Virtual Voices
Abigail Fisher at the Supreme Court
Associated Press/Photo by Susan Walsh
Abigail Fisher at the Supreme Court

Race-based performance goals

Race

For years I’ve spoken out against government racial preferences, euphemistically known as “affirmative action.” Sometimes I felt like a voice in the wilderness, shouting into the wide expanse and hearing only the echo of my own words. A government policy in which individuals receive favorable or unfavorable treatment from their government based on the color of their skin seems to be a low-priority issue.

Racial preferences are back in the news. The U.S. Supreme Court recently heard arguments in Abigail Fisher v. University of Texas. Fisher alleges that the University of Texas at Austin denied her application based on her race. We’re still dealing with this issue because nine years ago the high court, in Grutter v. Bollinger, gave taxpayer-supported schools the go-ahead to use race as a “plus” factor in admissions, as long as the policy was “narrowly tailored” to further the state’s “compelling governmental interest” of increasing diversity. The court also said schools must consider race-neutral alternatives first. Racial preferences are unconstitutional in any case, but the ruling gave colleges and universities too much leeway.

The American Center for Law and Justice (ACLJ), a non-profit organization whose mission is to protect religious and constitutional freedoms, filed an amicus brief in Fisher, arguing that the court should bar government racial preferences. In its brief, the ACLJ brings up an important point: How does the government decide who should get preferences in an increasingly multiracial society?

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“[I]individuals can take great pride in asserting their own ethnic identities, whether Irish, African-American, Italian, Chinese, or what have you. But it is an entirely different matter for the government to attach legal significance to such a label, whatever its source.”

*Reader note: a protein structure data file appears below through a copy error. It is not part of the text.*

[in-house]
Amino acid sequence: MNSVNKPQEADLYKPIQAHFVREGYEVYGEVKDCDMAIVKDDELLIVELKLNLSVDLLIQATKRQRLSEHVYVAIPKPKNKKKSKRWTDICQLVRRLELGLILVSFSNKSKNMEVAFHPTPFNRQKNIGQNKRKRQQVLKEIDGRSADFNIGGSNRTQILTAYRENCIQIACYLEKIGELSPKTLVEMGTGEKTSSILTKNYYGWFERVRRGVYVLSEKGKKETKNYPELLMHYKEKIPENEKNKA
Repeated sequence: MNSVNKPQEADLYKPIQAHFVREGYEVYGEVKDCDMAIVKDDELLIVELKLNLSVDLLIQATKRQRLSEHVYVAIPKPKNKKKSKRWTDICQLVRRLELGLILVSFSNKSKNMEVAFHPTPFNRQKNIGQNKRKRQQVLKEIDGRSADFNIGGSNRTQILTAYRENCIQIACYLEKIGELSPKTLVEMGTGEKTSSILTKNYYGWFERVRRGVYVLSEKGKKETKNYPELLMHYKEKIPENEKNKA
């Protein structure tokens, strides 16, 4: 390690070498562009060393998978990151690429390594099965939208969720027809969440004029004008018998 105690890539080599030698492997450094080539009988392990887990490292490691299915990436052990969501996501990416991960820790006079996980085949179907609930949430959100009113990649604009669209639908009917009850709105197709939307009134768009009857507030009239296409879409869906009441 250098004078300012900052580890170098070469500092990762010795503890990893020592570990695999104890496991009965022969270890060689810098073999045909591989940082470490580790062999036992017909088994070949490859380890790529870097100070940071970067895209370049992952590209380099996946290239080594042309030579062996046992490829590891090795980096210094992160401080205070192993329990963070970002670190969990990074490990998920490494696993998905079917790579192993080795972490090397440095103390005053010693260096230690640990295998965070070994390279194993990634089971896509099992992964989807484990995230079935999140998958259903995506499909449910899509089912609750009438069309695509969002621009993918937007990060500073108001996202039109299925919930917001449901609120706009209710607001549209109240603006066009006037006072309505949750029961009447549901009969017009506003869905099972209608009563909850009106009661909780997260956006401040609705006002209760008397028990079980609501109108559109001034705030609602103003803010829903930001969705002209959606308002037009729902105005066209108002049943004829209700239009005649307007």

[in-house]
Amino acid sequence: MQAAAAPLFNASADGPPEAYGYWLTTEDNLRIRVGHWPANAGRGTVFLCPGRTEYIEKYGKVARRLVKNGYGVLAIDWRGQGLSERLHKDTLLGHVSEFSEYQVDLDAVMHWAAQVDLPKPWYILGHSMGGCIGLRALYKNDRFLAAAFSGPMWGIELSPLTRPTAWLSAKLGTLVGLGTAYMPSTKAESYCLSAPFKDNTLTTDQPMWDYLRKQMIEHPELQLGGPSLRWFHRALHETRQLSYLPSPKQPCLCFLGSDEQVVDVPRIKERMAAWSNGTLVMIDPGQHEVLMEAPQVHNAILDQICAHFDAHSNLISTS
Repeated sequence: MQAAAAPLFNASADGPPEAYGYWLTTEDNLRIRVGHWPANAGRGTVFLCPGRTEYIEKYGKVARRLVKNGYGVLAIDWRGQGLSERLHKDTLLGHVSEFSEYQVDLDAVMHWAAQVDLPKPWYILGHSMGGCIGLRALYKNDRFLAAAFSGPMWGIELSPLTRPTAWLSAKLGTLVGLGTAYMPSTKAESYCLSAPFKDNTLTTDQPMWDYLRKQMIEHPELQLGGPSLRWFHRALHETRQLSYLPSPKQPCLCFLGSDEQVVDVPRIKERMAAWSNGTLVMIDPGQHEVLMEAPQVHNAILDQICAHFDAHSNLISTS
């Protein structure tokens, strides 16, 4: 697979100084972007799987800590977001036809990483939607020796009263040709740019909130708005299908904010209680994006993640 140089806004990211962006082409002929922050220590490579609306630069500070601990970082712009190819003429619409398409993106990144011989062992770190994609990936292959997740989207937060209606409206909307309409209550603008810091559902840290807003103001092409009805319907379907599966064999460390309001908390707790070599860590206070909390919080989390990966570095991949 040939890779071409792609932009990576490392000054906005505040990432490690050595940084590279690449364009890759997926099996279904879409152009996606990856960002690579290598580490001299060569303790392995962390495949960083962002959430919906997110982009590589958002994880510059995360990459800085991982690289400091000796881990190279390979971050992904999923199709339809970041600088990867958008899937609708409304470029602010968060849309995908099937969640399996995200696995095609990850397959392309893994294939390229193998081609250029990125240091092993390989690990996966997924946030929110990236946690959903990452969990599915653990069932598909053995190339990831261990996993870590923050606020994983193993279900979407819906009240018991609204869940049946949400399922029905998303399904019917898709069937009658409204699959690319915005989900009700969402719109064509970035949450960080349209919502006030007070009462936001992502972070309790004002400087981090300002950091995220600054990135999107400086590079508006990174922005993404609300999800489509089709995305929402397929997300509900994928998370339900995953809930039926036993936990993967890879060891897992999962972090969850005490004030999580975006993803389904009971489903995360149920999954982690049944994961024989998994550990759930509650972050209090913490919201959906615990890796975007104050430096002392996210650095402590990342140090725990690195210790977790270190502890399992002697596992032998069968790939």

This is one of many reasons why government policy should be racially neutral. But what about the very real differences in performance and achievement levels among the races? The Palm Beach Post reported that the Florida State Board of Education recently approved performance goals for students based on race. For example, the board wants 90 percent of Asians, 88 percent of whites, 81 percent of Hispanics, and 74 percent of blacks performing at or above grade level in reading by 2018. But based on current performance levels, blacks and Hispanics are expected to make a greater share of improvement (see story for numbers). Florida’s plan leads to a discussion few people want to have in mixed company: whether intelligence is genetic, environmental, or both. Messy, isn’t it?

Juan Lopez, a magnet coordinator at a predominantly black school in Riviera Beach, Fla., expressed sentiments similar to my own. “To expect less from one demographic and more from another is just a little off-base,” he told The Palm Beach Post. “Our kids, although they come from different socioeconomic backgrounds, they still have the ability to learn. To dumb down the expectations for one group, that seems a little unfair.”

Racial groups do perform differently, regardless of the reason. Has my opposition to racial preferences all these years been unrealistic? More important, is our government justified in treating individuals different based on group performance?

La Shawn Barber
La Shawn Barber

La Shawn writes about culture, faith, and politics. Her work has appeared in the Christian Research Journal, Christianity Today, the Washington Examiner, and other publications

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